Chameleon Technology

Invisibility technology

Floating city on Cronus ::
Image from Steve Bowers
The 'Floating' cities on Cronus are supported utility fog which is concealed by an outer layer of chameleon tech
Photonanotech transceivers utilising Optical Phased Array technology to allow invisibility and other optical effects. Specialised interlinked mesobots and nanobots enable both reception and transmission of photons.

Chameleon suit
Image from Steve Bowers
A modosophont using chameleontech to become semitransparent for aesthetic reasons
Chameleon technology can be used to conceal individual sophonts, vehicles and autonomous devices such as robots and probes, and infrastructure. Such a layer of optical phased array technology can also display a wide range of images and text, making it useful for advertising as well as augmented reality applications. Wearable chameleon technology is known as a chameleon suit, and the most advanced variants are the famous Janusuits available from Trillicon Arms and elsewhere.

Often chameleon technology is used to conceal unsightly features of a building, town, habitat or spacecraft, and has been used in many locations to conceal suporting structures, allowing a building to appear as if it were floating in mid-air. Many variants of utility fog incorporate a layer of OPA chhameleon tech on the outermost layer, making the fog appear transparent or allowing it to display other imagery.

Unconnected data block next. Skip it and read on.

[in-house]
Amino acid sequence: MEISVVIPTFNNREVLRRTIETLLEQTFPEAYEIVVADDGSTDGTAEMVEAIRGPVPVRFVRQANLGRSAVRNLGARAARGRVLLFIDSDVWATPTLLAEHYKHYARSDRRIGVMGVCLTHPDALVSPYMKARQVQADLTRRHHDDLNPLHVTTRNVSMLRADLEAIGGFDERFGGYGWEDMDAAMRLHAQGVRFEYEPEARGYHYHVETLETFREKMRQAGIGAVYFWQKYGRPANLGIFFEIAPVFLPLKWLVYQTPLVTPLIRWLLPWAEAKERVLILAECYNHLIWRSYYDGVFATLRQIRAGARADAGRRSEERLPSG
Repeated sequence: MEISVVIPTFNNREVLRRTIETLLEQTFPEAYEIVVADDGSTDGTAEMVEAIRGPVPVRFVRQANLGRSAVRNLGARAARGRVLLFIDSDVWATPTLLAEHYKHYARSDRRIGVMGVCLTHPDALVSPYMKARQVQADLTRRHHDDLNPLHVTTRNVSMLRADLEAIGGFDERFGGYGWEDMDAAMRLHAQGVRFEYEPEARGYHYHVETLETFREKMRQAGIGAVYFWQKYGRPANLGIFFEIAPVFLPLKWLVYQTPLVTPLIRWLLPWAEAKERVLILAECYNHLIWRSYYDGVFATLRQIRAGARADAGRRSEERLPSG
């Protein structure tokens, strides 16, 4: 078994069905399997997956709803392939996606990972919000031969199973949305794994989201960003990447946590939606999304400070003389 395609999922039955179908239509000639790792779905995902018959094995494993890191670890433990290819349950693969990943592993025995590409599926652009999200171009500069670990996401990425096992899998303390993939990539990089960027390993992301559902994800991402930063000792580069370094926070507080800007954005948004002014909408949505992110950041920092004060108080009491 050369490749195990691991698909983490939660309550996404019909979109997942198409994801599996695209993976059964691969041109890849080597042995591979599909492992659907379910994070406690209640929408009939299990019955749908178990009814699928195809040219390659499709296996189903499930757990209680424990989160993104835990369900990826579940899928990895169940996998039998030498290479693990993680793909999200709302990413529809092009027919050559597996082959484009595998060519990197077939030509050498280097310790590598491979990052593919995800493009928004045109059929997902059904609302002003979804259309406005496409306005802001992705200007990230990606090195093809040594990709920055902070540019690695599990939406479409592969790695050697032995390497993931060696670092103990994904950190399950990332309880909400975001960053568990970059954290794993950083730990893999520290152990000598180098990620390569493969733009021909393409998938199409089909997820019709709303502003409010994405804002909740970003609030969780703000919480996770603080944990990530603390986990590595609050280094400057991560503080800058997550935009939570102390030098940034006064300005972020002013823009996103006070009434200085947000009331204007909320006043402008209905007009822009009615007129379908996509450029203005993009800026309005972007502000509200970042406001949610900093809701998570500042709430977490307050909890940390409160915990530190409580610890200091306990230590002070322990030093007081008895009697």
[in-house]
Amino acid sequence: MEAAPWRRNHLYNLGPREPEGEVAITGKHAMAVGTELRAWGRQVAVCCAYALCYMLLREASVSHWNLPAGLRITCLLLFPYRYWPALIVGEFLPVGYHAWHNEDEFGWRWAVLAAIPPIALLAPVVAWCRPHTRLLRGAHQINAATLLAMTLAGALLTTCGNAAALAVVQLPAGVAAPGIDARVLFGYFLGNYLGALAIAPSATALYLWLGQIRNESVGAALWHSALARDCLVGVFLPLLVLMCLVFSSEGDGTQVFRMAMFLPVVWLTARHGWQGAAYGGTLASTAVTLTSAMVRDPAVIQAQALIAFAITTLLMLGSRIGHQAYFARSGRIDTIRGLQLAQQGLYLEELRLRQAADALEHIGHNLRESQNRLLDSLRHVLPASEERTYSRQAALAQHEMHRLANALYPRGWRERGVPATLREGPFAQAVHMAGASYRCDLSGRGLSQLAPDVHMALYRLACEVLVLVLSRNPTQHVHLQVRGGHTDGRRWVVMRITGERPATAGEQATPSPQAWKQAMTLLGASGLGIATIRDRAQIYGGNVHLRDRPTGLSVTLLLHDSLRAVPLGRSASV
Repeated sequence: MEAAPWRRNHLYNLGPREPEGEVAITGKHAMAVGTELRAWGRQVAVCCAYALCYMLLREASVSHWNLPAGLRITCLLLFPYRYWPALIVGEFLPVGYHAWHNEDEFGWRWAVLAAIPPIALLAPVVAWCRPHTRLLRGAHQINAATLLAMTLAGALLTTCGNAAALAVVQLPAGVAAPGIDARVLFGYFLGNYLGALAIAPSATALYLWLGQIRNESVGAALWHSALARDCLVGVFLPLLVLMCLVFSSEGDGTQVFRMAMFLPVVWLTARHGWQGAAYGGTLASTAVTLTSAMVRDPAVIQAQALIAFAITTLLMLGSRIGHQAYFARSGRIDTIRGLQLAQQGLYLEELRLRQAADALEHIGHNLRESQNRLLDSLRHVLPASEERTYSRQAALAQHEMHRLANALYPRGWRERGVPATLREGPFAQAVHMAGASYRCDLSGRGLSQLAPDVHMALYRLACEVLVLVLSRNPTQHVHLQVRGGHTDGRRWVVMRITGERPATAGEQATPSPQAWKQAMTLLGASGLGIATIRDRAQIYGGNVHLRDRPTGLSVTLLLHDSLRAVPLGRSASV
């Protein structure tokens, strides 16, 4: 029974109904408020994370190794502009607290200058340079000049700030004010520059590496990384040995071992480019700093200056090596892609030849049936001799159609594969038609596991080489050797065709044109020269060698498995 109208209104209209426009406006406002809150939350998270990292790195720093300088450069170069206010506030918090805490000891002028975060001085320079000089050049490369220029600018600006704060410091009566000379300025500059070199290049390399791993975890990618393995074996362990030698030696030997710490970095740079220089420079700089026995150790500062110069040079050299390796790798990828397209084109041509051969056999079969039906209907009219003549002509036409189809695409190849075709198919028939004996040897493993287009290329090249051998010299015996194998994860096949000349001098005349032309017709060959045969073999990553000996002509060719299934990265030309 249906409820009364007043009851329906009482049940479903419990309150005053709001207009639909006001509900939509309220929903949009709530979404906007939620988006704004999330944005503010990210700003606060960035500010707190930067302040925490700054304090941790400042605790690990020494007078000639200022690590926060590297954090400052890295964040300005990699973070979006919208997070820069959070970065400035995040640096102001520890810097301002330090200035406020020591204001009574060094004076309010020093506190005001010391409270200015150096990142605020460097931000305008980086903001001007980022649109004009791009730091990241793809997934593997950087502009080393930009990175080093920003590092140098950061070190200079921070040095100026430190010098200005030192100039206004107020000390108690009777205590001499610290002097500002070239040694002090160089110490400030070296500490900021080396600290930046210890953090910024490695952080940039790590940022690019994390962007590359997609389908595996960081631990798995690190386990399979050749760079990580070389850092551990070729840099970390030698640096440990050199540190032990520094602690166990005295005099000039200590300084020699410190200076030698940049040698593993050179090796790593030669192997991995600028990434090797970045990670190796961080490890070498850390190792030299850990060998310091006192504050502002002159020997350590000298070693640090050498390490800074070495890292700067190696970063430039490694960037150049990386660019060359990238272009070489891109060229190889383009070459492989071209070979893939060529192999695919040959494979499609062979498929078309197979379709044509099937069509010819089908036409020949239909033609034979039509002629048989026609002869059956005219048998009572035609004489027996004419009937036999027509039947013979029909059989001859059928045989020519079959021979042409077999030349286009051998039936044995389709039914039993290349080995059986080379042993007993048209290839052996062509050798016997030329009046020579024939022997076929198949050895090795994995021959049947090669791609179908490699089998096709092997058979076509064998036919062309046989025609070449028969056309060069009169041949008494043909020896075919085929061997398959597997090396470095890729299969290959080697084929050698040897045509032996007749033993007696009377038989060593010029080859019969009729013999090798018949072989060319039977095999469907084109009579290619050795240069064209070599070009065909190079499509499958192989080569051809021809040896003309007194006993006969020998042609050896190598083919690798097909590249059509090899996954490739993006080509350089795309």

As well as being widely used in stealthware, chameleontech can be used as a light source, and even as a potent laser weapon, although this also depends on energy storage and capacity. An object which is covered in an optical phased array can focus light with a large effective aperture, allowing a considerable amount of energy to be concentrated on a small area.

optical phased array 2
Image from Steve Bowers
A land-cruiser is concealed by chameleontech, with only a few minor optical distortions to give away its location)
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Development Notes
Text by M. Alan Kazlev
Additional material by Steve Bowers
Initially published on 31 January 2002.